Lonely Conservationists

Amber (Biology to maths and back again)

Written by Amber Wyard

“What made you switch from maths to biology? That’s such a big change!”

This is something that has been said to me hundreds of times. I never seem to know how to answer this as wildlife conservation has always been my passion and so for me there’s no surprise that this is where I’ve ended up. I just took a little longer to get there.

I grew up in North Wales, surrounded by nature and so predictably have always been obsessed with animals. I feel very lucky to have been able to experience wildlife from a young age. The earliest recollection I have of being completely entranced by nature was from when I was about 9 years old and watched a buzzard circling above a forest near my house. I stood there watching it circle for a while before it suddenly dropped down and came back up again having clearly caught its prey. I was fascinated. How could it see something so small from so far away and amongst all those trees? How did it catch it so quickly and which such precision?

Unsurprisingly, biology went on to be my favourite subject at school and I knew that I wanted to go on and study zoology at university. I finished my A levels and went on to start studying for a degree in zoology at a Liverpool John Moores University. But it didn’t work out. Having only just turned 18 and suddenly finding myself living in a city with complete strangers, I just couldn’t cope.

Mental health was something that, at the time, I knew very little about. I couldn’t understand why I was struggling so much and whilst everyone else seemed to be having the time of their lives, I couldn’t even leave my room. It turns out that I had an anxiety disorder, something that I hadn’t even heard of and it felt as though it was completely controlling me. After just over a month into my degree I made the decision to drop out and return to sixth form in order to try it all again. I thought that maybe it was the course and that I should try something different.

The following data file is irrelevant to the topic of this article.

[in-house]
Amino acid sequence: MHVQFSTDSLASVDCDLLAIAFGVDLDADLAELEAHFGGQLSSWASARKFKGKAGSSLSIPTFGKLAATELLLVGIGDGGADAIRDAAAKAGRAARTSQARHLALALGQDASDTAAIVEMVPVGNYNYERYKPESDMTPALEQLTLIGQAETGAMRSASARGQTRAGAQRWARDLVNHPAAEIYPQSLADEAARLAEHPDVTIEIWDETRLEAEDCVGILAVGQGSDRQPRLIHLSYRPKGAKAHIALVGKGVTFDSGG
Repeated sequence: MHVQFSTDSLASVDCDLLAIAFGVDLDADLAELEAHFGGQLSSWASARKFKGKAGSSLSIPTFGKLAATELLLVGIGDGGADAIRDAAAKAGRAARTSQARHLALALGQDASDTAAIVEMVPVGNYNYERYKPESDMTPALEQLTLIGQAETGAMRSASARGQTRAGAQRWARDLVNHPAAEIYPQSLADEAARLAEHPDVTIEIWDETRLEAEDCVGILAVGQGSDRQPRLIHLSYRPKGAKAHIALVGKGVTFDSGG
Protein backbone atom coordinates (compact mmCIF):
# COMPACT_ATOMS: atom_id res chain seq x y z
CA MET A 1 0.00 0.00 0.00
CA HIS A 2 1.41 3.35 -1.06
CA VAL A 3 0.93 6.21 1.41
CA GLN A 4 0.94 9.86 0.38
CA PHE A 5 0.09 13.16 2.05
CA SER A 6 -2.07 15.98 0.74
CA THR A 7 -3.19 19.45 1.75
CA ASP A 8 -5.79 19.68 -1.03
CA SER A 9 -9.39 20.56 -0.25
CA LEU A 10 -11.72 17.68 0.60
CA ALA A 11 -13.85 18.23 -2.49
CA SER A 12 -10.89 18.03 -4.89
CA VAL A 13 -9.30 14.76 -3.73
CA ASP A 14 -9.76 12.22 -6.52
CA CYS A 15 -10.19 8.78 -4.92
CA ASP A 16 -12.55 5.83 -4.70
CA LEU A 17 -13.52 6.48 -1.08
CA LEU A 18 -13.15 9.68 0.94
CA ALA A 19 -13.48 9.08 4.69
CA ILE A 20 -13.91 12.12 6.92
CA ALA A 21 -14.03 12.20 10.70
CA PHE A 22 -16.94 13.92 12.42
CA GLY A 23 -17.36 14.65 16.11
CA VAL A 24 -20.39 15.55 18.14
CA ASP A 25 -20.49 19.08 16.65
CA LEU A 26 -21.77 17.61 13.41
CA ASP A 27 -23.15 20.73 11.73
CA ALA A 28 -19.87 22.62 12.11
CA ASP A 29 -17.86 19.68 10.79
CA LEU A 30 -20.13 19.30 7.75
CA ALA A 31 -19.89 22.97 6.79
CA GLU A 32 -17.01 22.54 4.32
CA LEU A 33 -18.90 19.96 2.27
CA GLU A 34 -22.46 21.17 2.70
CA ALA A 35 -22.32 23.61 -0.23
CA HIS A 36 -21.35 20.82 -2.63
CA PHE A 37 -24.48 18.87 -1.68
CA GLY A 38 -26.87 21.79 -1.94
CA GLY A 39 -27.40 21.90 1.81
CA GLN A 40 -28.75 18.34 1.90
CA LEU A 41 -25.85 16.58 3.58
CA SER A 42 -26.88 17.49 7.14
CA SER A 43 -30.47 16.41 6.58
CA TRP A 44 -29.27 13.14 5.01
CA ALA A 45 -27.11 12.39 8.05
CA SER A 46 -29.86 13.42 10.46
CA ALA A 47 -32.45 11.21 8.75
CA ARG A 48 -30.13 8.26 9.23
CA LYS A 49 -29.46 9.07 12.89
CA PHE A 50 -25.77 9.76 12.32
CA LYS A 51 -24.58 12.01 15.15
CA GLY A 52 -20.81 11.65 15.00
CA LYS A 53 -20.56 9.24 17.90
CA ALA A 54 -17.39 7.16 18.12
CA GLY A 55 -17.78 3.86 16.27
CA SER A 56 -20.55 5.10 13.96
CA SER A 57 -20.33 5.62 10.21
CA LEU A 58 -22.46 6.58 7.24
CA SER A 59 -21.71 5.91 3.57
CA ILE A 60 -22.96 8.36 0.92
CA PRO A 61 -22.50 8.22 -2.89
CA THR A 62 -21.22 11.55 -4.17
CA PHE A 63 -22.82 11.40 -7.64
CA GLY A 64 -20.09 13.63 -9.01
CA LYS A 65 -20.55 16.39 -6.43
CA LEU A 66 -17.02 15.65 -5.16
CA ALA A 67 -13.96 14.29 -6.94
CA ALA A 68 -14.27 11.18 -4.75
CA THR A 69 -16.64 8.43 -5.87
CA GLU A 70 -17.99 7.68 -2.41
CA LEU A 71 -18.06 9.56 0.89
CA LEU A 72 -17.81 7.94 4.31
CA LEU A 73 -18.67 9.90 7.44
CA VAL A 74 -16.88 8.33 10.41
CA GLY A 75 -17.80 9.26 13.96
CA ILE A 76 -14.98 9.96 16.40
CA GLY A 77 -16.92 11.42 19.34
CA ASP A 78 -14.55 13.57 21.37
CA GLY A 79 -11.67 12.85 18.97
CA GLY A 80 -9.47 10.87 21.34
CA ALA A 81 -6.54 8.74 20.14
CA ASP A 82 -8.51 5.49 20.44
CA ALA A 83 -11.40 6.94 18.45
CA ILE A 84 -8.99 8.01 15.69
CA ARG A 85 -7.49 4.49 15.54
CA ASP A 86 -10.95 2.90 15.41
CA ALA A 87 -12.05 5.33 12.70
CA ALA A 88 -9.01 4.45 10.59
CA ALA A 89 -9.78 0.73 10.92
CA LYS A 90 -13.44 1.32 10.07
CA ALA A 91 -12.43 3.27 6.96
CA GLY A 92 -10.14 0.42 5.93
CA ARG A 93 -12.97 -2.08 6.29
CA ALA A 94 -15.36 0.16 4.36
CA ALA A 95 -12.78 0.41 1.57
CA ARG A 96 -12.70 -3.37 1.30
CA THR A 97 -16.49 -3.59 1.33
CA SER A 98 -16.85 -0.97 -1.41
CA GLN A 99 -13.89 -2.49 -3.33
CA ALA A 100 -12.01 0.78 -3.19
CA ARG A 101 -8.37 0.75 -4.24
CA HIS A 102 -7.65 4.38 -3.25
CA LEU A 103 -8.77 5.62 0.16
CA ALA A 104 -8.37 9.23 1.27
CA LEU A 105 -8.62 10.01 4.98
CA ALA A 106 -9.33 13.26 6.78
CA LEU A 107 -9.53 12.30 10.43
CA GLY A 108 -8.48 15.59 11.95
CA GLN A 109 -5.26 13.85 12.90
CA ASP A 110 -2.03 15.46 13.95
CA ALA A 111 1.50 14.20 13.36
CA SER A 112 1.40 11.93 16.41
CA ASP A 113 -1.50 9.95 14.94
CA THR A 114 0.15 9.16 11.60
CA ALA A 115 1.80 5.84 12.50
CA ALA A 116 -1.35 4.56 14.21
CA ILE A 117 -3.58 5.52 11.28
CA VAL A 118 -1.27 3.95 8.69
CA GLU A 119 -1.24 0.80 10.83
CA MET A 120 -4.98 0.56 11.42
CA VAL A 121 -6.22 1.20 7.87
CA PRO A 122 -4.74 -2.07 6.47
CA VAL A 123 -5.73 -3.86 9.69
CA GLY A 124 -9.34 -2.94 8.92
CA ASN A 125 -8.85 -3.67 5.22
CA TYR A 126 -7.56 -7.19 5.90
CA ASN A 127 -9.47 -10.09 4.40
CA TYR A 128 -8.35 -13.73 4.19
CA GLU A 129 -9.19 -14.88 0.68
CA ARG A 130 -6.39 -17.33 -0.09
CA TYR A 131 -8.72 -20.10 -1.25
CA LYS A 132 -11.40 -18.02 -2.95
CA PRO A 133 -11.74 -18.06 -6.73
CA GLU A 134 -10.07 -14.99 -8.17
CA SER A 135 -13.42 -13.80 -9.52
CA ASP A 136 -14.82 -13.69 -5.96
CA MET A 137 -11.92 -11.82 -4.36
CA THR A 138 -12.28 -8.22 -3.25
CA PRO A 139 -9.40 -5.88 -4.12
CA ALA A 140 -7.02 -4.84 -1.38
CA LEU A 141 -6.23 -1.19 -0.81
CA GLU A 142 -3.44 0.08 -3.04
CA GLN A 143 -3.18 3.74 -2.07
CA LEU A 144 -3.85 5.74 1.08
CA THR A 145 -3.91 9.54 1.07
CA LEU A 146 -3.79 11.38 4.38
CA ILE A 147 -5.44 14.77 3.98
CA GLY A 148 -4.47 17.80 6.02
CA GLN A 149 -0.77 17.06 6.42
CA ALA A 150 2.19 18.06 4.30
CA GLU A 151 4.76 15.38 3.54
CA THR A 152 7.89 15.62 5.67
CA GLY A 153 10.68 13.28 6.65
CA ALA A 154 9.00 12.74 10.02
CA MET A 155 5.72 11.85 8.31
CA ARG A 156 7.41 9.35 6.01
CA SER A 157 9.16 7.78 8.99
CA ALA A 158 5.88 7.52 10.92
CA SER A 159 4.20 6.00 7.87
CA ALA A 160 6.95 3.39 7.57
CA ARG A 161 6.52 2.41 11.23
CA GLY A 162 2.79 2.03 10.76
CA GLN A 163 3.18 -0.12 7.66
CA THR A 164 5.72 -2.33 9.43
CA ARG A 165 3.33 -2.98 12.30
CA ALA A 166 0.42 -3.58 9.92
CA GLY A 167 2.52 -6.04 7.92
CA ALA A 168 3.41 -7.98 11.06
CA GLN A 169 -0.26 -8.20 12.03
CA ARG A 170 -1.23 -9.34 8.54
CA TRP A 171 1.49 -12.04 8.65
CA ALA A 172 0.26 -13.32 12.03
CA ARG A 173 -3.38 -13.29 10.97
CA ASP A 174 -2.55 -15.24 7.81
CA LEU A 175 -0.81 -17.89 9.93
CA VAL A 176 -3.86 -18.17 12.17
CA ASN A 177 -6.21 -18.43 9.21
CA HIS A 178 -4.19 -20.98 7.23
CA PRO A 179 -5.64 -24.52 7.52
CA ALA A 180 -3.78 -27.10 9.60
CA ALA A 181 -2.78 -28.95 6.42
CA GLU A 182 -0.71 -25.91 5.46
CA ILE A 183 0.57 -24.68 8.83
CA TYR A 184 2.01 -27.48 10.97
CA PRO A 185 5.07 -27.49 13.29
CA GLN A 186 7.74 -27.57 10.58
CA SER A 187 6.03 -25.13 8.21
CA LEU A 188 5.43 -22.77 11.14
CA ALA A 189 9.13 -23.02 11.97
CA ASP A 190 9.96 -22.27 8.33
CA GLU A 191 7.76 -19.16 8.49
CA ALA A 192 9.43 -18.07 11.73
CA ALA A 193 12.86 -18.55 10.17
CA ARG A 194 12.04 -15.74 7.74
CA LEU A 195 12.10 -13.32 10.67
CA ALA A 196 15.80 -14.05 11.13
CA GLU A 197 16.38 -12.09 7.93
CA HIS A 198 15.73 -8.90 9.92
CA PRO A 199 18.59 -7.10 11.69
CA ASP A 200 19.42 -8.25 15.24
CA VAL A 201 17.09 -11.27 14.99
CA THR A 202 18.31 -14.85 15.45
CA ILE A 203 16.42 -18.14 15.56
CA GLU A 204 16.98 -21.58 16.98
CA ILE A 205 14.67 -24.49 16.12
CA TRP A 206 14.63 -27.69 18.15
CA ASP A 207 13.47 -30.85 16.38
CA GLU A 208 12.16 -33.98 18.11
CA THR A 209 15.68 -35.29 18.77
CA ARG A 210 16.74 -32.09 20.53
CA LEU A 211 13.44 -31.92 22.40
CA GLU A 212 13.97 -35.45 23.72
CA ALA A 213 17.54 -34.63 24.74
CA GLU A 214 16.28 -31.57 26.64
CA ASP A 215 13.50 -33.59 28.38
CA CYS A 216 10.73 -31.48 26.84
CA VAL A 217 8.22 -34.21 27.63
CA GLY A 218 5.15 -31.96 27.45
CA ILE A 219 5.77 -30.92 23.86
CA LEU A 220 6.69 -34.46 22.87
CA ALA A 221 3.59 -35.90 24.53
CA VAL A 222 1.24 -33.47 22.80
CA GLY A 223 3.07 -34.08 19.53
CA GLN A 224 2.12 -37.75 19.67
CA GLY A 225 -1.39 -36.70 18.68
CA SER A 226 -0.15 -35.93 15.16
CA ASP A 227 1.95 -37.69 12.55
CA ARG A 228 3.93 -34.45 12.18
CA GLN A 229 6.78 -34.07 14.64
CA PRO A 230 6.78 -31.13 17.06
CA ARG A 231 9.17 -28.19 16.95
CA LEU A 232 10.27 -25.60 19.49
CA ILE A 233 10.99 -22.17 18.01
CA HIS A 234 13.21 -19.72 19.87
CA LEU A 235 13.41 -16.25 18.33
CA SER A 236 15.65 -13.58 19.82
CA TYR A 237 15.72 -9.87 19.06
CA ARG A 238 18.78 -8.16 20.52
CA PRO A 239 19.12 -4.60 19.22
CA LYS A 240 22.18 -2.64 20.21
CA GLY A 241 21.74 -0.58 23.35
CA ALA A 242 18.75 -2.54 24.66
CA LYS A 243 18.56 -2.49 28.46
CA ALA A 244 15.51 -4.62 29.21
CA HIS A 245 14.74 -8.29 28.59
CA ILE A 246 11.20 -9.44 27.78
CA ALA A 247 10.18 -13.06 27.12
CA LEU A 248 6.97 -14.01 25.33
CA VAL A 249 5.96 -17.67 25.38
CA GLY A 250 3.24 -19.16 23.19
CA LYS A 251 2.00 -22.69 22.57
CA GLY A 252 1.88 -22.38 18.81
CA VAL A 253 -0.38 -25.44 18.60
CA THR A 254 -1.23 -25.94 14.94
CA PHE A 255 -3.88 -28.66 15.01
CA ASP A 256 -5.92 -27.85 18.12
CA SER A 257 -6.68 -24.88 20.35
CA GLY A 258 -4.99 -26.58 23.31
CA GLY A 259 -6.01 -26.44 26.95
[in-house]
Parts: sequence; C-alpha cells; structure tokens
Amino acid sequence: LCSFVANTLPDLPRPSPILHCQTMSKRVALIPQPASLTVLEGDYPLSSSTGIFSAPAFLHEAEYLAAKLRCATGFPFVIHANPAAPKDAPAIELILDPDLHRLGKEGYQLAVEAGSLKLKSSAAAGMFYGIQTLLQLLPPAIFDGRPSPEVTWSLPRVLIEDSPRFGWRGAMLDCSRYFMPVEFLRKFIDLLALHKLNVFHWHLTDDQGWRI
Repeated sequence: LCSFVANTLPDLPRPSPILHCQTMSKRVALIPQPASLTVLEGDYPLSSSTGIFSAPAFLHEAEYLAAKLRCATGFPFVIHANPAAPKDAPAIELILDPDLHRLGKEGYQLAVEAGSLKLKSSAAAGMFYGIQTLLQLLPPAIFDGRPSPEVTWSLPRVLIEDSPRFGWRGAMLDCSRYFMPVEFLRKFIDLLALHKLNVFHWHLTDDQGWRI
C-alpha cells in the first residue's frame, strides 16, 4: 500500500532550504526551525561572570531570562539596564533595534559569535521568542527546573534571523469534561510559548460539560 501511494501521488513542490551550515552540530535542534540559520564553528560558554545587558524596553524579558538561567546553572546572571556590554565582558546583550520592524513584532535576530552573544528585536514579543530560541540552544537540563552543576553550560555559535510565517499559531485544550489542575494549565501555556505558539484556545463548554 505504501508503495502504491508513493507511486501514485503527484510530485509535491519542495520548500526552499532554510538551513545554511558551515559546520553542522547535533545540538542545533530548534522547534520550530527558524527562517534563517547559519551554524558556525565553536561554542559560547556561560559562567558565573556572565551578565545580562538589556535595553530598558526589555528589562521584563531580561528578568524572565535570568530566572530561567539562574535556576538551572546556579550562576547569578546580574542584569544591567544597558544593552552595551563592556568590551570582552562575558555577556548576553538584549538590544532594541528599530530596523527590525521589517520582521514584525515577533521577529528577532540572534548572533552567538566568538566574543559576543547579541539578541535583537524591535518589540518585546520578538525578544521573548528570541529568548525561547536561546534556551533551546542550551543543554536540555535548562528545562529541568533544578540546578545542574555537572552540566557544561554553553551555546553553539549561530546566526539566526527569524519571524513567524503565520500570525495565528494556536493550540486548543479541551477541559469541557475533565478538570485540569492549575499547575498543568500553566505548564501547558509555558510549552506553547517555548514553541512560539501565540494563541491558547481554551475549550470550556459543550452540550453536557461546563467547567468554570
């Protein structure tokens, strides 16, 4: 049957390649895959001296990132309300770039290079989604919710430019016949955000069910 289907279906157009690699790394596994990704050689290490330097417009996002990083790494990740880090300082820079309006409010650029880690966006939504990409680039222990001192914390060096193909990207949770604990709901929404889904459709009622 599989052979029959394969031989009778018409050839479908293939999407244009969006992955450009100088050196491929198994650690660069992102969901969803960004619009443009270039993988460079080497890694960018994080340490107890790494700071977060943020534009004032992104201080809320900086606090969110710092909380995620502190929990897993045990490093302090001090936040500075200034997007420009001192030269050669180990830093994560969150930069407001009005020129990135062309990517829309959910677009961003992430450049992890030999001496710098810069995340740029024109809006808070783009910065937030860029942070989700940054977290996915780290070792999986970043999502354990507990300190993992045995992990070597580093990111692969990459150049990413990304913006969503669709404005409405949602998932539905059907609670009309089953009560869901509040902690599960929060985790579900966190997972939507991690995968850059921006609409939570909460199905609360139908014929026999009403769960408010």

Maths was my best subject at school and people kept telling me that I was guaranteed a good job (and good money) with a maths degree so I went for it. It was a super scary decision to make and I was worried that everyone would just see me as a failure, but I felt like it was my only choice. I went back to sixth form, resat some A levels and tried some new ones, and got accepted to study mathematics at Aberystwyth University.

So, I completed my maths degree, somehow managed to get myself a 2:2 whilst pretty much hating my degree the whole time and graduated with no idea what I wanted to do next. The thought of pursuing any maths-related career seemed like the most boring thing in the world. I started to consider maybe doing a masters in mathematical biology as it was the topic that I enjoyed the most during my degree. Eventually, I realised that I just didn’t care about the maths side of things and just focused on biology. But would I be able to get onto any masters courses with a degree in maths? I would have missed out on so much.

After a lot of searching I came across a course called ‘Zoo Conservation Biology’ and it seemed perfect. It was at Manchester Metropolitan University and was in partnership with Chester Zoo, somewhere I had visited countless times ever since I was tiny. It was the perfect course. I sent my application and to my surprise I got in! I am currently about 8 months into my degree and absolutely loving it!

I’m finally where I’m supposed to be and it feels fantastic. I’m doing a course that I love and am actually doing well in. I definitely lack a lot of experience that my other people on my course have. I haven’t been abroad to volunteer at a wildlife sanctuary or been out in the field but I wasn’t as far behind with everything as I thought I would be. In a lot of ways my maths degree has helped massively when it comes to statistics and R, which means I can focus on all the interesting biology bits!

A few years ago, I could never have imagined where I’d be today. I’ve gone from biology to maths to biology again and although I definitely took the long way round to get to where I am, it was all worth it in the end. I wouldn’t change a thing.

I’ve learnt so much about myself on this journey and I’ve still got a long way to go. I hope that anyone reading this can see that you will always end up where you are meant to be no matter how long it takes you to get there. Just keep going.

For more of Amber, visit @amberwyard on Instagram 

One Comment

Leave a Reply

This site uses Akismet to reduce spam. Learn how your comment data is processed.